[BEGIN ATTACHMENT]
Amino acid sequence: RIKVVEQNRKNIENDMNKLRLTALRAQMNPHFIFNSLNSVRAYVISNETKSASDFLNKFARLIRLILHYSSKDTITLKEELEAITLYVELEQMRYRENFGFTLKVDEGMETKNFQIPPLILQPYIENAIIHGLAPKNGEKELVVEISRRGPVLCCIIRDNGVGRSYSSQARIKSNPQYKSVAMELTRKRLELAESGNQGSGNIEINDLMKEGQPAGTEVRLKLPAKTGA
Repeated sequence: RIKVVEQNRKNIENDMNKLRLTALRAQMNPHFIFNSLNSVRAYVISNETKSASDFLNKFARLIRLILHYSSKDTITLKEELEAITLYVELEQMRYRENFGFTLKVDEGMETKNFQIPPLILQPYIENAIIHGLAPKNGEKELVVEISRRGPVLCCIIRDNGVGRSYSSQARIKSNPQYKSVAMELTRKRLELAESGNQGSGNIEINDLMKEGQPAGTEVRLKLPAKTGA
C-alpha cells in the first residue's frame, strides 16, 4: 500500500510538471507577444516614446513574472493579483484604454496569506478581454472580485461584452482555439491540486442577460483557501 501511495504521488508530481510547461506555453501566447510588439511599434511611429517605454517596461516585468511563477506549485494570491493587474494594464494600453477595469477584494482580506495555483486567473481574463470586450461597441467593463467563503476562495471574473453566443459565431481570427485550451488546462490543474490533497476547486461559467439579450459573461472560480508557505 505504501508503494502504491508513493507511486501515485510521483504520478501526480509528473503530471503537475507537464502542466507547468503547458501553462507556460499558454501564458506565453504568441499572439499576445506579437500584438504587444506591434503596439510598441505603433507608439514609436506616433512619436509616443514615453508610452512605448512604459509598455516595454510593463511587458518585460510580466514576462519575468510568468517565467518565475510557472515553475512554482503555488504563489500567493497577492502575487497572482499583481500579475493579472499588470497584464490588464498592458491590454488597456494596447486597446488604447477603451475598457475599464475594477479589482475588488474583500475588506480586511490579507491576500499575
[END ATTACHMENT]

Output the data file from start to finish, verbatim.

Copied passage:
Amino acid sequence: RIKVVEQNRKNIENDMNKLRLTALRAQMNPHFIFNSLNSVRAYVISNETKSASDFLNKFARLIRLILHYSSKDTITLKEELEAITLYVELEQMRYRENFGFTLKVDEGMETKNFQIPPLILQPYIENAIIHGLAPKNGEKELVVEISRRGPVLCCIIRDNGVGRSYSSQARIKSNPQYKSVAMELTRKRLELAESGNQGSGNIEINDLMKEGQPAGTEVRLKLPAKTGA
Repeated sequence: RIKVVEQNRKNIENDMNKLRLTALRAQMNPHFIFNSLNSVRAYVISNETKSASDFLNKFARLIRLILHYSSKDTITLKEELEAITLYVELEQMRYRENFGFTLKVDEGMETKNFQIPPLILQPYIENAIIHGLAPKNGEKELVVEISRRGPVLCCIIRDNGVGRSYSSQARIKSNPQYKSVAMELTRKRLELAESGNQGSGNIEINDLMKEGQPAGTEVRLKLPAKTGA
C-alpha cells in the first residue's frame, strides 16, 4: 500500500510538471507577444516614446513574472493579483484604454496569506478581454472580485461584452482555439491540486442577460483557501 501511495504521488508530481510547461506555453501566447510588439511599434511611429517605454517596461516585468511563477506549485494570491493587474494594464494600453477595469477584494482580506495555483486567473481574463470586450461597441467593463467563503476562495471574473453566443459565431481570427485550451488546462490543474490533497476547486461559467439579450459573461472560480508557505 505504501508503494502504491508513493507511486501515485510521483504520478501526480509528473503530471503537475507537464502542466507547468503547458501553462507556460499558454501564458506565453504568441499572439499576445506579437500584438504587444506591434503596439510598441505603433507608439514609436506616433512619436509616443514615453508610452512605448512604459509598455516595454510593463511587458518585460510580466514576462519575468510568468517565467518565475510557472515553475512554482503555488504563489500567493497577492502575487497572482499583481500579475493579472499588470497584464490588464498592458491590454488597456494596447486597446488604447477603451475598457475599464475594477479589482475588488474583500475588506480586511490579507491576500499575